I wonder about the old model, and if it was even possible for me to go that route, even with perfect hindsight.  What business could I have built that even one of my sons might like to continue?  I can't think of any off the top of my head.

7 comments:

RichardJohnson said...

I wonder about the old model, and if it was even possible for me to go that route, even with perfect hindsight. What business could I have built that even one of my sons might like to continue? I can't think of any off the top of my head.

Of my 6 surviving cousins- one was killed in an auto accident before he turned 30- most are entrepreneurs: artist, ad agency, pawnshop, medical software, farm [though this cousin worked for a big corporation before he retired. He inherited the farm, which represented investments my uncle made while working other jobs.]. My aunt started the ad agency; my cousin bought it from my aunt when she retired after spending time as an apprentice. One cousin started the pawnshop- this can be passed on to children, though there are some controversies here regarding disposition. The artist entrepreneur business cannot be passed on, for obvious reasons. The farm can be passed on. Medical software- the one child is not interested in the field.


For you, perhaps you could have worked as a psychiatric worker consultant, though passing that on to your children would have involved your children getting on in the same field. Restaurants are one business where one finds a lot of family involvement.Very few ma and pa restaurants are passed on to the children, as the children do not want to work 100 hours a week as their parents did.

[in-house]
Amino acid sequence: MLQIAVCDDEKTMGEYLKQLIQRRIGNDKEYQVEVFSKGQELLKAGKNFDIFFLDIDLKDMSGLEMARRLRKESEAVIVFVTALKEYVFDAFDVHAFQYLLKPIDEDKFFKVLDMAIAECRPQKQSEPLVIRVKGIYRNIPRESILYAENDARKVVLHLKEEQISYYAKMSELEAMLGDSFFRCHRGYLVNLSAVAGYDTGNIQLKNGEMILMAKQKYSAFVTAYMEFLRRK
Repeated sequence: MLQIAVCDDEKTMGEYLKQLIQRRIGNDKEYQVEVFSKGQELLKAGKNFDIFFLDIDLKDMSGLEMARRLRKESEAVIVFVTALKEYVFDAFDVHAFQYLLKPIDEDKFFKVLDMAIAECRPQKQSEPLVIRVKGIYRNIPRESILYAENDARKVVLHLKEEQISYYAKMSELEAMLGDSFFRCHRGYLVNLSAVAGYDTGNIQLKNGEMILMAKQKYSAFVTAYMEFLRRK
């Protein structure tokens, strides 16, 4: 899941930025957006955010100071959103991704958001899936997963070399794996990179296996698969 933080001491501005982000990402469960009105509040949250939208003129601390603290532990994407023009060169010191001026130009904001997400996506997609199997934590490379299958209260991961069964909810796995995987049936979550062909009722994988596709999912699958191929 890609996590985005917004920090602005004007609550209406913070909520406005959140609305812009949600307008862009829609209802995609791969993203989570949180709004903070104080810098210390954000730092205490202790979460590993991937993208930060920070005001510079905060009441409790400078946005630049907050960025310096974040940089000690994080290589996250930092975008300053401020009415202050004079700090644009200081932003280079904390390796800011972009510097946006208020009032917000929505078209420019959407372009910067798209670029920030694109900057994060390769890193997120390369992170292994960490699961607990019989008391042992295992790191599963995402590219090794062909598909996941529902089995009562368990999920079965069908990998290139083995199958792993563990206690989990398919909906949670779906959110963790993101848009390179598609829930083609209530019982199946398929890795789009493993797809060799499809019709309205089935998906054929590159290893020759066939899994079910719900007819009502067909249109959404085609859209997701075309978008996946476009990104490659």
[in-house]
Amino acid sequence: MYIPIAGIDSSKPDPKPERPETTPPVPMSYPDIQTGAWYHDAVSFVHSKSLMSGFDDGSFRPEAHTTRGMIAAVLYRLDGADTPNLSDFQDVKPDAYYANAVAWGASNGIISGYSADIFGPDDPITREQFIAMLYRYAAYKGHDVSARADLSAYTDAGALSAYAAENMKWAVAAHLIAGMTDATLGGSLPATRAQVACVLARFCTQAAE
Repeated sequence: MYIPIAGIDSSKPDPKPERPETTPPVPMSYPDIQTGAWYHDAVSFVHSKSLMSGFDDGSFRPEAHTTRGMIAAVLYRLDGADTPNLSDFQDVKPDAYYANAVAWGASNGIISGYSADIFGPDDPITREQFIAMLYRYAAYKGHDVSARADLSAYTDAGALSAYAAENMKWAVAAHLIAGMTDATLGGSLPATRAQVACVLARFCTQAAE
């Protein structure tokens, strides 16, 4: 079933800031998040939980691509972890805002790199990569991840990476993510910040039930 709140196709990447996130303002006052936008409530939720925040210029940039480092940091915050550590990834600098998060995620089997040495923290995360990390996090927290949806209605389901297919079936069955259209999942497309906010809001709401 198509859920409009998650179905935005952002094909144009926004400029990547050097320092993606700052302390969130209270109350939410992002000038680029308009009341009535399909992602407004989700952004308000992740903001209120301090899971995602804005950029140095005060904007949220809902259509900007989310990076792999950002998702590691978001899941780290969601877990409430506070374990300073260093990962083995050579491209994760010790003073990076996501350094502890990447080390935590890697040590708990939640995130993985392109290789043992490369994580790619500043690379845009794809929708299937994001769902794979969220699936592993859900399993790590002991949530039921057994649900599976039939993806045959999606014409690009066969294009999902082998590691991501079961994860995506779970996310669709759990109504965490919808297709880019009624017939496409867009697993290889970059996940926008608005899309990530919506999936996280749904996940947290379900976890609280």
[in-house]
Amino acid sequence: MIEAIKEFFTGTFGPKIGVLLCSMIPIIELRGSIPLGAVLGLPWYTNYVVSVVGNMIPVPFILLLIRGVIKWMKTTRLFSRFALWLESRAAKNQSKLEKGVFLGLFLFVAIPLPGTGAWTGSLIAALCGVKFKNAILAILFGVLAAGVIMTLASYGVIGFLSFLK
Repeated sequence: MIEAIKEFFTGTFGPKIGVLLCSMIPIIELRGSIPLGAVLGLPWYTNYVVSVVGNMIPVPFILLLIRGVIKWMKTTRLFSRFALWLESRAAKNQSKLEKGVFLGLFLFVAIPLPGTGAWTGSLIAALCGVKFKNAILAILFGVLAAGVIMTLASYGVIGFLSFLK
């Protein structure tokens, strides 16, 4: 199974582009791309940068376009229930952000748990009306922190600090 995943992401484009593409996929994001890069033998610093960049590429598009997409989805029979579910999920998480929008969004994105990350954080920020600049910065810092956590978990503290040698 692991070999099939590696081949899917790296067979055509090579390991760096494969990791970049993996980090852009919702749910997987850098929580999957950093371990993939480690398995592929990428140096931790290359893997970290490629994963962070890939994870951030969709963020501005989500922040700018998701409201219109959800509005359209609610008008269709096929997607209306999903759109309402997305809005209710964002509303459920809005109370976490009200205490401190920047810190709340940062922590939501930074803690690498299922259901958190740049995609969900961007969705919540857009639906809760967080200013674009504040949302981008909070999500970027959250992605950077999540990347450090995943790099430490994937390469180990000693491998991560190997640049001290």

OTOH, one can follow in the profession of a parent without inheriting a business. A second cousin works as a biophysicist professor - with MS in Chemistry. His father was a chemist, as is his daughter: three generations of chemists. This doesn't involve passing on a family business, but it speaks to generational continuity. Nature versus nurture, I leave to another discussion.

Unknown said...

If I had become a surveyor (which, in hindsight, I should have done), I could conceivably pass that business on to one of my children - some of whom are actually temperamentally suited to that profession.
But there's not many other options that I can think of, and even the ones that might work are little better than a roll of the dice.

The other complication in our day and age is that our extended lifespans interfere with the ability to hand off a business to an heir at the right time of life for both parties. The heir - in order for taking over the business to be attractive - needs to be able to do that at a point that this represents a reasonable growth step (in terms of professional development, compensation and the debt burden he's taking on. The parent needs to be able to either retain the business until late in life, or cash out enough of the asset that he can retire comfortably.

For most small sole proprietorships, the likelihood that both circumstances are going to occur simultaneously is vanishingly small. As a result, most children who have skills and experience that give them meaningful options for employment are going to be faced with the reality that there are better deals than taking over Mom and Pop's business.

Christopher B said...

I agree with you about the change in time allocation. Children's activities seem to take up much more parent time than when I was growing up. The number of leisure activities (growing up on a farm, there were a considerable number of work activities that involved either one or both parents) that we shared with our parents were generally limited to special family excursions. My parents regularly attended Farm Bureau, church, and political meetings that were adults only (and child care not provided in those days), and adults at children's events (church programs, Scouts, 4-H) were limited to the appointed leaders.